Fundamentals vs Technical Analysis
There are two main types of analysis when it comes to trading and investing-Fundamental and Technical Analysis.
Fundamental Analysis is when the trader does their due diligence on the company-their management, their financials, their plans, etc., and then makes a decision to buy or sell based on if they think the company is under or over valued in the market.
Technical analysis on the other hand, really does not care what the company is, or what they do, but is purely based on the stock charts, patterns and moves in the chart. Technical Analysis looks at things like supports and resistances, and simple moving averages.
What is Day Trading?
Day trading is very simply defined as buying and selling a position within the same day.
What is Swing Trading? And How?
Swing Trading is a form of trading based on technical analysis. As opposed to day trading, a swing trader is looking at the stock and looking for a longer run. A swing trade can be anything from a couple of days to several weeks.
The goal of swing trading is to identify a trend within a stock chart at the beginning-weather it be long or short-and to ride that trend for some period of time.
Typically there can be much higher returns per trade with swing trading than day trading, but there are also fewer trades made over the same period.
How to Trade
There are many exchanges throughout the world for trading all kind of things including stocks, options, bonds, currency, commodities, etc.
The exchange is the actual institution that handles the buying and selling transaction. Some of the more common stock exchanges in the India are the national stock exchange (NSE) and the MCX.
Worldwide there are many more exchanges located in many of the major financial sectors around the world like Tokyo, Amsterdam, Paris, London, and Hong Kong.
Currency vs. Stock vs. Options vs. Commodities etc.
Pretty much anything can be traded or exchanged; however, the most common exchanges are Currency, Stocks, Commodities, and Options. Currency is the trading of different world currencies with the goal of making a profit on the exchange rates, also known as Forex.
Stock trading is the buying and selling of a company’s stock. In Options, trading an option is actually trading the “option” to buy or sell a stock rather than the actual stock itself.
With Commodities, one would be trading futures of things like orange juice or cotton, based on the projection of what the commodity will be worth at a given date.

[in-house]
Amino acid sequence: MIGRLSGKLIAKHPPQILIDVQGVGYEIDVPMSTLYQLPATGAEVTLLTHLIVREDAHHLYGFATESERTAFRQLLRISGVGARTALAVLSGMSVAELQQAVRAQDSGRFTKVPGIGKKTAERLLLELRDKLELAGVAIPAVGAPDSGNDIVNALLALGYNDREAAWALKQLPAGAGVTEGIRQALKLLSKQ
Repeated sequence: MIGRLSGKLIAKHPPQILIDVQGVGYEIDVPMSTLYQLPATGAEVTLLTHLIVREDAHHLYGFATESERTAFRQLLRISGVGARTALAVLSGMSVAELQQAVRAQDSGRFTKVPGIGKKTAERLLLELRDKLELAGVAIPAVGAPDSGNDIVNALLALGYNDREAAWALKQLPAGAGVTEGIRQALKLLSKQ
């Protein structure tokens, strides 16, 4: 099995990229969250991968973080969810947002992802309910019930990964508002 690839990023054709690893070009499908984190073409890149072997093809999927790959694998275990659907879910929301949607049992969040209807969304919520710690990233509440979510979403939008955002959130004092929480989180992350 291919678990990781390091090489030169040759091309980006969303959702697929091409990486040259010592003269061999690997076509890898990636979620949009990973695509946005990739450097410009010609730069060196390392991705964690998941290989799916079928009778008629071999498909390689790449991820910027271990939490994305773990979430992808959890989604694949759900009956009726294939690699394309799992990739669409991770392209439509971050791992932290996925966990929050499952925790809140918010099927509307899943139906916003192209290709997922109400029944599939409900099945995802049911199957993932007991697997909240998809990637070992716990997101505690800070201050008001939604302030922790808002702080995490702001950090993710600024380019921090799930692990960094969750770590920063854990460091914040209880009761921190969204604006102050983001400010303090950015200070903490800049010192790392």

Brokerage / Trading Accounts
Cash Management – a brokerage account opened with cash giving one the ability to buy and sell up to the value of the cash in the account.
Margin – Gives one the ability to buy and sell with borrowed money from the broker. Margin accounts typically allow one to borrow up to 50% of the purchase price.
Discretionary – A discretionary account is basically a cash account that is managed by the clients’ broker who is permitted to buy and sell without contacting the investor first.
How to Open a Brokerage /Trading Account
When opening a brokerage account, the first question you want to ask is what type of trading or investing will you be doing? Some brokerages may be better for stocks, but not ideal if you are looking to trade options or penny stocks.
Once you have done your research and found a suitable broker for the type of trading or investing you would like to do, the application process is fairly straight forward.
Each broker has their own application process that you will need to go through. Once that is completed, you can transfer funds into the account and begin trading.
How to use a Brokerage / Trading Account
Once you have a funded brokerage account you can begin trading or investing. You will be able to place orders to buy and sell stock or other securities.
There are many types of orders that you can place when trading stocks with your broker. Here I will review some of the more common types:
Market Orders – Market orders are the simplest to place and most likely to get filled. A market order simply instructs the broker to buy or sell a given stock at the current market price.
Limit Orders – A limit order instructs the broker to buy or sell a stock at a specific price. This will help control the entry/exit points, but also make it slightly more difficult to get in or out as you are setting a specific purchase or sale price.
Stop Loss Orders – A stop loss order is used to “stop your loss” in the event the price of a stock falls sharply. A Stop Loss Order is comprised of two order types: Limit and Market. A limit order allows you to set a price below the current price of a stock in the event that the stock hits that price the order will convert into a market order and you position will be sold off at the current market price.
Trailing Stops – A trailing stop is similar to a stop loss but rather than protecting against loss it protects profits. A trailing stop “trails” the price of the stock position as it increases, and is triggered when the increase stops and reverses. The trailing stop is set as a percentage of the trading value. If the stock falls x percent, then the trailing stop will be triggered and close your position.
Good till Cancelled – A good till cancelled order instructs the broker to keep the order open until it is cancelled. This is used in conjunction with one of the other order types mentioned above.
Day Order – A day order is similar to a Good till Cancelled order. However, the broker will automatically cancel the order at the end of the trading day.